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Each fall, often sometime in October, doctors, medical clinics and drug stores in North America and elsewhere start advertising the flu shot. Depending on where you live, it could be offered for free or for anywhere between about $15 and $70, depending on your age and the type of flu shot you are getting.
Some vaccines you only need to get once in your life. Why do you need to get the flu shot every year? There is a simple explanation to this question: because the specific strain of flu in circulation changes from one season to the next. Flu strains also mutate, and so what was mild one year could be a more dangerous strain, the next.
Types of the Flu
There are four main types of influenza viruses logically named A, B, C, and D. Here’s a bit about each.
Influenza A and B are the two nasty viruses that cause the seasonal flu epidemics each year in North America. Influenza A viruses are the only ones thought to be able to produce a global pandemic, like the one that happened in 2009 with the H1N1 virus.
Amazingly, there are potentially as many as 198 different subtype combinations of influenza A, but so far, only 131 have been found in nature. Subtypes occur in influenza A because there are two different proteins that can be present on its surface. Influenza A can be either influenza A(H1N1) or influenza A(H3N2).
Within these two types of proteins, there are further variations, leading to the potential for 198 different subtypes of influenza A. As you can imagine, it is impossible to produce a vaccine that can cover all these potential combos and types of influenza A, hence there is a need for a different flu shot to be produced each season, in order to get it right.
As mentioned above, influenza B also causes yearly epidemics. Influenza B, like A, has two different initial types as well. They are called lineages, instead of subtypes, and they are influenza B (Victoria) and influenza B (Yamagata) respectively. Influenza B is not so strong as A, however, and is not thought to cause pandemics.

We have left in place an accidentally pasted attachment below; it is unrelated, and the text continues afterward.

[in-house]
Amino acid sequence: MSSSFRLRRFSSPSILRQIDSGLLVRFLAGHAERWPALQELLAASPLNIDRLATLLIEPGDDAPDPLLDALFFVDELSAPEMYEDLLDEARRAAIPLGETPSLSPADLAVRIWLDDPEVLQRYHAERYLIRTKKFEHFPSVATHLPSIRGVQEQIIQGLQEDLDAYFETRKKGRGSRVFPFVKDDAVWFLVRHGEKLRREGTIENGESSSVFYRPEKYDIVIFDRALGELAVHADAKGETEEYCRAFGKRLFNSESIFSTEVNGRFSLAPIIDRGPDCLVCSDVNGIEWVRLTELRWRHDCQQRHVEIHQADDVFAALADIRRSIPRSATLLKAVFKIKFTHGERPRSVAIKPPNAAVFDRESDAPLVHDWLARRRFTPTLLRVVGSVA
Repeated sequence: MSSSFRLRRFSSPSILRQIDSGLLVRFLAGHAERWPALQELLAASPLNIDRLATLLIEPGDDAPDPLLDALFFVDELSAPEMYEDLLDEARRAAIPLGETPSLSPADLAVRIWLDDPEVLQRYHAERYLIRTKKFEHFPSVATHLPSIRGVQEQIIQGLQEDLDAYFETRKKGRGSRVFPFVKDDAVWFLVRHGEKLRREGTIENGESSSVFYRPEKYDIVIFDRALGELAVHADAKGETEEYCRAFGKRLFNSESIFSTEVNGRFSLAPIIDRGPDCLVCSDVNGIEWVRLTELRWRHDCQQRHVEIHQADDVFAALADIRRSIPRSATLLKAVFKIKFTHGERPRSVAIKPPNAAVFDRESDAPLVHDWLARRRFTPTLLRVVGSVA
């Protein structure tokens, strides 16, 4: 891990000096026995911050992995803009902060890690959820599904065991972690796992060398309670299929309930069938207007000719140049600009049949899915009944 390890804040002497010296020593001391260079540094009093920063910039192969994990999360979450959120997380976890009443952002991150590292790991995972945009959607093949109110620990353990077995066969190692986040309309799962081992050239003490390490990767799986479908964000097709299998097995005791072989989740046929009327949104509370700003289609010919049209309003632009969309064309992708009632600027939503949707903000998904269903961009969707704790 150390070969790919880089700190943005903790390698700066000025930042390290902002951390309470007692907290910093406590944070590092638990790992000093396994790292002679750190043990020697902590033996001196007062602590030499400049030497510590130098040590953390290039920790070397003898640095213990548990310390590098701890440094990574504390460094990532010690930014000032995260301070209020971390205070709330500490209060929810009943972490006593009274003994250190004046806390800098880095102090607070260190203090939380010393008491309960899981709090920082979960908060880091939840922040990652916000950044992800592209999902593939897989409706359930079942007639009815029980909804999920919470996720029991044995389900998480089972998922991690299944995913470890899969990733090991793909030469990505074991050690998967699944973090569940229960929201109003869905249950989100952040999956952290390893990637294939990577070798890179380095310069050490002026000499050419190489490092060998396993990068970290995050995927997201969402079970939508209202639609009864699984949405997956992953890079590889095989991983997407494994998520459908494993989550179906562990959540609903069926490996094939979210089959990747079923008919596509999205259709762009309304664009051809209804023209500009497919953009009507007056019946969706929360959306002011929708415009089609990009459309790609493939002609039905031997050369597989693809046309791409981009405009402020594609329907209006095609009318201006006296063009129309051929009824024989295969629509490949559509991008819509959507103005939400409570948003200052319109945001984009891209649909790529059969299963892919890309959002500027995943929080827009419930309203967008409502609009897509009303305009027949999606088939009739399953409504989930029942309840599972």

Influenza type C generally causes a mild infection, and as such, it is not thought that it is responsible for any yearly epidemics nor global flu pandemics. You may get the sniffles and some sore muscles with this one, but you will soon be back on your feet.
If you have never heard of influenza D there is a good reason for it. It is because humans do not get it. This type of flu generally infects cows, leaving humans off the hook.
What Flu Vaccine is Needed Yearly?
The process to develop a new flu vaccine each year is a long one. According to the CDC, there are over 100 national influenza centers in over 100 countries worldwide that conduct year-round surveillance for the flu, every year. These centers receive and test thousands of flu samples from patients. These results are then sent to the World Health Organization (WHO), and officials there make recommendations as to what should be in that year’s flu shot. Each country then makes its own decision about which viruses to include in their flu shot that year.
There are some restrictions. The vaccines developed need to be similar to the flu viruses predicted by the WHO to circulate in any given year. In addition, what they are made of also depends on whether or not there is a good vaccine virus available to use. Sometimes there is not a good one available, and so the shot is not as effective.
Do You Really Need It?
When you get your flu shot, your body receives a bit of the virus that has been deactivated, so that it will not make you sick. The vaccine will, however, make your body develop antibodies in response to it. This provides your body with extra power should you fall sick with the real flu.
Yes, the flu shot is not perfect. For many, however, getting their shot is something they do every year. The flu shot is not guaranteed to keep you from falling sick with the flu in any given year, but studies have shown that it does reduce your risk of falling seriously sick from about 40% to 60%, which is significant. The shot can also significantly reduce a child’s chances of dying from the flu, which is important. In short, the flu shot does not harm you, and it could actually save your life, and it is definitely something to consider getting.
About the Author
A prior educator with a background in the arts, Victoria Simpson has a passion for communicating her ideas through writing. You can find her picture book, Eating I Forget, on Amazon. Her articles and webcopy have been published on countless websites including RateMDs.com, Autoguide, eBay, Digital Home and Iremia Skincare, among others. She is now excited to be contributing to World Atlas.
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